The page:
Consider the concept of statistical inference (i.e. extrapolation). Following the proper design, selection and analysis of a sample, we can assume the characteristics witnessed in the sample can be reasonably estimated (i.e. inferred) for the total population … extrapolation expert
The Output of Extrapolation
The result of this inference is a range of values wherein we expect to find the true value for the population. Note that a confidence interval, as opposed to a single value, is achieved because the sample is most likely not an exact replica of the total population, and therefore the chances of any single estimate being exactly equal to the true value is infinitesimally small. extrapolation expert
Point Estimate vs. Lower-Bound
While the academic conclusion of extrapolation is a range of values, we typically prefer a single estimated value for practical purposes. For instance, auditors seeking to recover overpayments from a provider generally prefer a specific dollar value to estimate overpayments and to simplify recovery efforts, rather than a range of values where the true value is anticipated to lie. In simple random sampling, for example, a single point-estimate is generally determined. expert
In addition to a point-estimate, another value may be used to yield a single estimated value – the lower-bound of the confidence interval, which it may be preferred in certain analysis since it tends not to over-estimate conclusions. Evaluating extrapolated results, including the selection of an appropriate value to accomplish an analysis’ objectives, is described further in STEP EIGHT of Forensus’ Sampling Framework.
Using RAT-STATS for Extrapolation
The mathematical techniques for extrapolating a sample’s conclusions vary depending on the design and methodology of the sample. For example, simple expansion, as described in the preceding paragraph, can be used for simple random sample designs, while different calculations are required for stratified or multistage methodologies. This text does not delve into these various equations; however, it is critical that analysts ensure the extrapolation method and calculations properly conform to the sample design and methodology. OIG’s RAT-STATS offers a function specifically designed to help analysts extrapolate the results of sample analysis. Based upon the results of a sample analysis, RAT-STATS can calculate various useful statistics, including the point-estimate and the lower limit (i.e. lower-bound) for a particular population. The figure below illustrates an example of RAT-STATS’ extrapolation tool for a hypothetical variable analysis extrapolation.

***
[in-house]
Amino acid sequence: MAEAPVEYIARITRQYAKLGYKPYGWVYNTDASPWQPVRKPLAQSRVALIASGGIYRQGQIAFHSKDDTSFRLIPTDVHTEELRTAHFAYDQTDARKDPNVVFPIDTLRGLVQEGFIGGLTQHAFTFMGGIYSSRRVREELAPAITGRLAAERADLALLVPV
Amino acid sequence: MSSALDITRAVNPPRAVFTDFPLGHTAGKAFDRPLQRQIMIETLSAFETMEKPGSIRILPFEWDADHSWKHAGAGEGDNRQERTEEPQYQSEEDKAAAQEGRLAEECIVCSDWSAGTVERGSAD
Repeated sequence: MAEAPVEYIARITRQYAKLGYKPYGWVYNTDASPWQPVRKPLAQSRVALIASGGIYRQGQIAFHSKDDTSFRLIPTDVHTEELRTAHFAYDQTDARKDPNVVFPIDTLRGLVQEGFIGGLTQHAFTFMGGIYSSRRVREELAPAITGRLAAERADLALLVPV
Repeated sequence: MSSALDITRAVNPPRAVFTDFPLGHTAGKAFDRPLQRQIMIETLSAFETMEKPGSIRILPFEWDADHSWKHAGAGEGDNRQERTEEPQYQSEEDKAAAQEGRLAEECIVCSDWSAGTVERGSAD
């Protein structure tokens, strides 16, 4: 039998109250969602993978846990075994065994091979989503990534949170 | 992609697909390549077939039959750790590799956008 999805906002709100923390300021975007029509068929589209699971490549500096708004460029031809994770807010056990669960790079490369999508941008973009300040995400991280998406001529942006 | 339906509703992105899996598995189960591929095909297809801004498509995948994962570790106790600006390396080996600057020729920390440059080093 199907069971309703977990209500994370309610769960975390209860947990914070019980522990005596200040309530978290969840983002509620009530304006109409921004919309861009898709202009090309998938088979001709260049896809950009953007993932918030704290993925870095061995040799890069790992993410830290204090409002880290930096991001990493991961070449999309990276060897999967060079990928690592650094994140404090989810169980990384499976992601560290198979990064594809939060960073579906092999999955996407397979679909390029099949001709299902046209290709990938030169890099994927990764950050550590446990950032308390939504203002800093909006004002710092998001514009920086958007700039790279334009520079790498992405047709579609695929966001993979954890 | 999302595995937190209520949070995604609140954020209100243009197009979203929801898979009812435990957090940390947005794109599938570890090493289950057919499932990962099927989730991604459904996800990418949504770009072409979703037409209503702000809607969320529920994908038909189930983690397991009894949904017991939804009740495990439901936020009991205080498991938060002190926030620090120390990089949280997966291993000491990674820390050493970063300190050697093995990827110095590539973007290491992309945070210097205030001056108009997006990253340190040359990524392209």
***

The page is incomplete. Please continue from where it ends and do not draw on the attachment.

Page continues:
Figure: Example RAT-STATS Extrapolation Output
Considerations for Extrapolated Results Extrapolation Expert
Extrapolated conclusions present the user with an actual range of uncertainty (i.e. confidence and precision), while our analysis was designed to achieve a desired level of uncertainty. This distinction exists since many of our inputs during the Planning and Design phase (i.e. STEPS 1-4 of Forensus’ Sampling Framework) were estimates. If our estimates were overly conservative, the actual precision of our conclusions might achieve a better-than-desired precision. Similarly, the actual precision could be poorer-than-desired if our estimates were insufficient.
Therefore, correctly calculating a sample size does not guarantee that a desired level of precision will be achieved. It is incumbent on the analyst to evaluate the actual precision of the conclusions and to ensure they are sufficiently useful for the purposes of the analysis. Otherwise, analysis with subpar precision may be deemed to be inadequate. The example output from RAT-STATS in the figure notably calculates the actual precision at various confidence levels, along with multiple estimates, such as the point-estimate and the lower-limit.
Whether statistical software or manual calculations of extrapolation are performed, analysts should ensure each step of the extrapolation analysis is properly documented, along with a record of all statistical software computations before proceeding to STEP EIGHT of Forensus’ Sampling Framework: Evaluating the Results.
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